Clay Bennett lays out the agenda for the next Congress and everyone else as well.
And it won't matter whether the curtain goes up on My Fair Lady or Drat! The Cat! The critics have spoken before opening night.
It's important to differentiate, not so much between the previous Congress and this upcoming one as between making predictions and taking pot shots. There is a reason cartoonists have always mocked the gossips at weddings who, as the bride walks up the aisle, whisper, "They'll never make it."
Even if they are proved correct, their attitude is contemptible. And since they say that at every wedding, they aren't being particularly clever or insightful, either.
This rush to judgment is no different. At least in past times, it was whispered rather than shouted.
When the Republicans announced that their agenda was to bring down the presidency, the gall of saying it publicly (as opposed to simply carrying out their cunning plan sub rosa) was commented on, certainly. But I seem to recall that only Democratic partisans expressed actual horror at the public statement, while others dismissed it as partisan rhetoric.
Which doesn't mean it didn't draw some commentary on that level, as in this Mike Luckovich 2009 panel:
But note that Luckovich is commenting on the attitude of the booboisie, not the Republican party.
Once the mob was rallied into a Tea Party and had actual representation in the halls of Congress, it was game on, and, after some initial shock at the blatant partisanship, we kind of settled into an acceptance that there was nothing Obama and the Democrats could propose that the Republicans wouldn't automatically move to defeat or block.
And, of course, the talking point "They both do it" began, despite the clear fact that this hadn't happened at this level in the past and that they weren't both doing it.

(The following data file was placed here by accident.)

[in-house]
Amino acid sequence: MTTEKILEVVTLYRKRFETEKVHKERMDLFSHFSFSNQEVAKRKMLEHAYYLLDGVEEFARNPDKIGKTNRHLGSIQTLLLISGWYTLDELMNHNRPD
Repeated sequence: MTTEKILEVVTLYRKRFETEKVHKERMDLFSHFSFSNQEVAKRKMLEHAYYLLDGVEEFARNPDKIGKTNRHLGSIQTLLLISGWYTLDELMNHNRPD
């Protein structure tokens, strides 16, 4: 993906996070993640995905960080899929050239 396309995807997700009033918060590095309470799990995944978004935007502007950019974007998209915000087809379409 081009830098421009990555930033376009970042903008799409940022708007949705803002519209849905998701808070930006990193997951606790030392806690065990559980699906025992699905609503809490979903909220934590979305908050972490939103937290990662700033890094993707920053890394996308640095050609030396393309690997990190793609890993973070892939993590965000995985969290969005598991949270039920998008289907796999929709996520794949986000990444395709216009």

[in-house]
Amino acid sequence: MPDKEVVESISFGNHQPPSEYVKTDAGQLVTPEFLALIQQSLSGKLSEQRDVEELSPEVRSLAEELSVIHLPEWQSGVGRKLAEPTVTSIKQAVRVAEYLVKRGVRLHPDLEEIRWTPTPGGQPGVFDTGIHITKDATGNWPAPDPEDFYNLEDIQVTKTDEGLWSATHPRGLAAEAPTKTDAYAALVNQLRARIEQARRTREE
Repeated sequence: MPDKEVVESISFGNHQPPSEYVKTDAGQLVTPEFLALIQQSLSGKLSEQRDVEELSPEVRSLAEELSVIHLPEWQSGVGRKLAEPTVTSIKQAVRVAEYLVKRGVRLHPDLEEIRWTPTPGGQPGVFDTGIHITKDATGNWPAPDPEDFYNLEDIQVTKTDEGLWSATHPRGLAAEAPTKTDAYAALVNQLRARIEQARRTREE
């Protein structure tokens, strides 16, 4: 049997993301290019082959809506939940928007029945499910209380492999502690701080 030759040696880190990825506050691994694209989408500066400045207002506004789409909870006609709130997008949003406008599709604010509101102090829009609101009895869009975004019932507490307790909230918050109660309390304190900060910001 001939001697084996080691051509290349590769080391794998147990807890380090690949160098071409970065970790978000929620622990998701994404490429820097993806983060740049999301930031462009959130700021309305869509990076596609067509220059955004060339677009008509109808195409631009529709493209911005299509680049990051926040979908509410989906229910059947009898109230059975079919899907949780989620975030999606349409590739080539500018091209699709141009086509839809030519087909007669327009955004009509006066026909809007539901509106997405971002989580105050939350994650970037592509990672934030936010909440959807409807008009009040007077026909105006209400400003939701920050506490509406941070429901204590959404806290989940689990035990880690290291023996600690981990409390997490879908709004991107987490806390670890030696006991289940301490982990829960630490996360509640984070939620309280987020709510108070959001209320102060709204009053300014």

Will Rogers, the master of "they're all the same" jokes about Congress, built a career out of being the plain spoken hick who cuts through all the high-falutin' rhetoric of them thar East Coast types, but he was a stand-up comedian and a humor columnist, with a much closer kinship to Dave Barry than to Jon Stewart.
Today, those scatter-shot "plain folks" wisecracks about Congress are seen, not as rural humor, but as serious political commentary.
As noted here a few days ago, we've come to the point where the host of a venerable and respected political talk show, "Meet the Press," insists that "leadership" means ending gridlock, even when that entails totally abandoning principle in order to placate the other side.
"Compromise" now means holding out for awhile, making a few speeches and then letting the Wookie win.
All of which makes it perfectly reasonable to assume that the next Congress will be the same as the last Congress.
And, indeed, the Swift Boats are already being slipped into the water for Chuck Hagel's confirmation hearings.
But if there's anything more depressing than the prospects for fair dealing over the next two years, it's the widely announced, widely accepted prediction that we aren't going to have any.
If there is any place where perception becomes reality, it is in the political arena.
And there are lots of cartoons about Boehner being unable to control House Republicans, along the line of Nick Anderson's recent entry:
But there are very few that note the increasingly tenuous grip on things that the Tea Party loyalists maintain, or the growing backlash against obstructionism and extremist ideological dogmatism, aside from some mockery of Grover Norquist, more directed at him than at the overall movement.
This Tim Eagen "Deep Cover" cartoon seems rather lonely and wistful, amid all the "watcha gonna do about it" assumptions that what has been is what will be.
And lobbing tomatoes at the curtain doesn't accomplish a lot, especially when "everybody's doing it" and the rotten eggs smell pretty much the same no matter which side of the aisle they came from.